Study: 1 in 5 Colorado marijuana workers never receive health and safety training

A Colorado State University study found workers in the cannabis industry described their health as “fair” and reported symptoms like coughing and back pain.

Grower Scott Lee tends to young marijuana plants at Verde Natural's grow facility. (Kevin J. Beaty/Denverite)
Grower Scott Lee tends to young marijuana plants at Verde Natural's grow facility. (Kevin J. Beaty/Denverite)
Grower Scott Lee tends to young marijuana plants at Verde Natural’s grow facility. (Kevin J. Beaty/Denverite)

Marijuana workers generally aren’t worried about the safety of their jobs selling joints, cultivating plants and testing edibles, according to a new study from Colorado researchers.

However, nearly a quarter (23 percent) of those working at Colorado’s cannabis companies never receive health and safety training and education varies widely for those that do, according to the “Work and Well-Being in the Colorado Cannabis Industry” report.

The report recommends cannabis businesses develop, implement and repeatedly evaluate formal health and safety training programs for all industry workers.

The work and well-being report was published this month by Colorado State University doctoral student Kevin Walters, CSU psychology professors and an expert at the Colorado School of Public Health. The first-of-its-kind report used 2015 online survey data from 214 workers to look at the demographics, policies and perceptions of the Colorado cannabis industry.

“The general purpose of the research was to get a general sense of who is working in the industry and the issues they’re facing,” said Gwen Fisher, a report co-author and director of the Occupational Health Psychology program at CSU.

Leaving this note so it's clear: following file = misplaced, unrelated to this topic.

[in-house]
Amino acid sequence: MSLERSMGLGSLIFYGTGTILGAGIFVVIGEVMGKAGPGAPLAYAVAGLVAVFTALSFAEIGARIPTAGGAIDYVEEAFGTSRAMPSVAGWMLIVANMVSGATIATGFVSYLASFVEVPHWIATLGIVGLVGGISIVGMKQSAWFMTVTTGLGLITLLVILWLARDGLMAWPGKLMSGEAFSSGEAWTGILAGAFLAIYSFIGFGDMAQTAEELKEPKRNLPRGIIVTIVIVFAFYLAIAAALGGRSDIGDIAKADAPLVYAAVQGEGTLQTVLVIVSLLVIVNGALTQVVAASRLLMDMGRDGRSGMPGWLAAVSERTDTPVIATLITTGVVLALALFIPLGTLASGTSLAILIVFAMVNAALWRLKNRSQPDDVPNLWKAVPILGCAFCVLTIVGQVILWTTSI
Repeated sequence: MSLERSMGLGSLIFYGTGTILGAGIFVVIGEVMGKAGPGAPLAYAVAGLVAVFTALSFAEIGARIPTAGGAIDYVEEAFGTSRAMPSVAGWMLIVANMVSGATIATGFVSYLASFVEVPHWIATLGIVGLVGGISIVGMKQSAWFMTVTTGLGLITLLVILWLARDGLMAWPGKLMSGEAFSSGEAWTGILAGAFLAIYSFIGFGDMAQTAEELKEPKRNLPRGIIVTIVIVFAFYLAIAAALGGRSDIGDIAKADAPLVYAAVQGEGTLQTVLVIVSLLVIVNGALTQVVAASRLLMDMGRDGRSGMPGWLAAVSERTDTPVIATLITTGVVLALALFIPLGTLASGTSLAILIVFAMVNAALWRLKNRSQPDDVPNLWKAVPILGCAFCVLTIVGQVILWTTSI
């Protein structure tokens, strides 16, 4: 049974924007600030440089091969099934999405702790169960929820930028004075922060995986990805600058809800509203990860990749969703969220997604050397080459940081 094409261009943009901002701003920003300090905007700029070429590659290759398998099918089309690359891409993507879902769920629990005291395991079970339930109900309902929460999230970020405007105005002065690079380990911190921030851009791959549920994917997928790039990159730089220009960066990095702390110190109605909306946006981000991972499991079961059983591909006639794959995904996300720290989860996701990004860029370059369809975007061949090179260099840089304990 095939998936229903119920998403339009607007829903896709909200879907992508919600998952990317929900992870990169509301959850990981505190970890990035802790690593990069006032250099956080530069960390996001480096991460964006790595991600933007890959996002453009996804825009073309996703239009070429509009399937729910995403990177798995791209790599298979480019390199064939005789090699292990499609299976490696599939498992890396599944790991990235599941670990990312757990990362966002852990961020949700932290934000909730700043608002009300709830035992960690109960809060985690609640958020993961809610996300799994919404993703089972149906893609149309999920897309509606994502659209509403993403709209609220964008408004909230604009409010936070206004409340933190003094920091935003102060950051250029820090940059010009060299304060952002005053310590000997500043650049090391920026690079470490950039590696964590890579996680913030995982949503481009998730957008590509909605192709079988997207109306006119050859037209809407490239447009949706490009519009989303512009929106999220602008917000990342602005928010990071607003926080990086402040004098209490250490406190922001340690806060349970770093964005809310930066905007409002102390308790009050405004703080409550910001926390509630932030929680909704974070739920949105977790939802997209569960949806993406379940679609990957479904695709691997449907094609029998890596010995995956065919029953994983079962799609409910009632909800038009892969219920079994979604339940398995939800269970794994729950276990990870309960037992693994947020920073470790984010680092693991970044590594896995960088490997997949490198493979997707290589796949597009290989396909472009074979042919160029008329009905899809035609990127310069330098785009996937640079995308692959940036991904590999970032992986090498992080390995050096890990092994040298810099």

Colorado’s marijuana industry is filled with mostly young, white men, according to the report. Seventy-eight percent of workers reported consuming cannabis at least once a day. Almost half (49 percent) said they used the drug before work at least once a week and 29 percent said they used it during work at least once a week.

“Workers generally viewed their health as only ‘fair,’ and reported a number of general health symptoms such as back pain; discomfort in hands, wrists and fingers; and knee pain. Additionally, a number of workers said they cough or bring up phlegm fairly regularly,” the report states.

Researchers didn’t know if workers’ problems stemmed from their jobs or were pre-existing. The fact that two-thirds of workers had medical marijuana cards indicates that many employees could have ongoing health issues.

The top two health concerns raised by workers in the report were about air quality and the efficiency and comfort — what the lab coats call ergonomics — of the workplace.

Researchers pointed to the state’s recently published “Guide to Worker Safety and Health in the Marijuana Industry” as a resource to learn more about potential air hazards.

Colorado cannabis companies have the opportunity to develop best practices for safety and health training rather than wait for a state or federal agency to weigh in, said Lili Tenney, co-author and deputy director of the Center for Health, Work & Environment at the Colorado School of Public Health.

Business & data reporter Adrian D. Garcia can be reached via email at agarcia@denverite.com or twitter.com/adriandgarcia.

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Adrian D. Garcia

Author: Adrian D. Garcia

Adrian D. Garcia is on business and trends for Denverite, serves as treasurer for the Colorado chapter of the Society of Professional Journalists and on the board of the Denver Press Club. He can be reached at agarcia@denverite.com.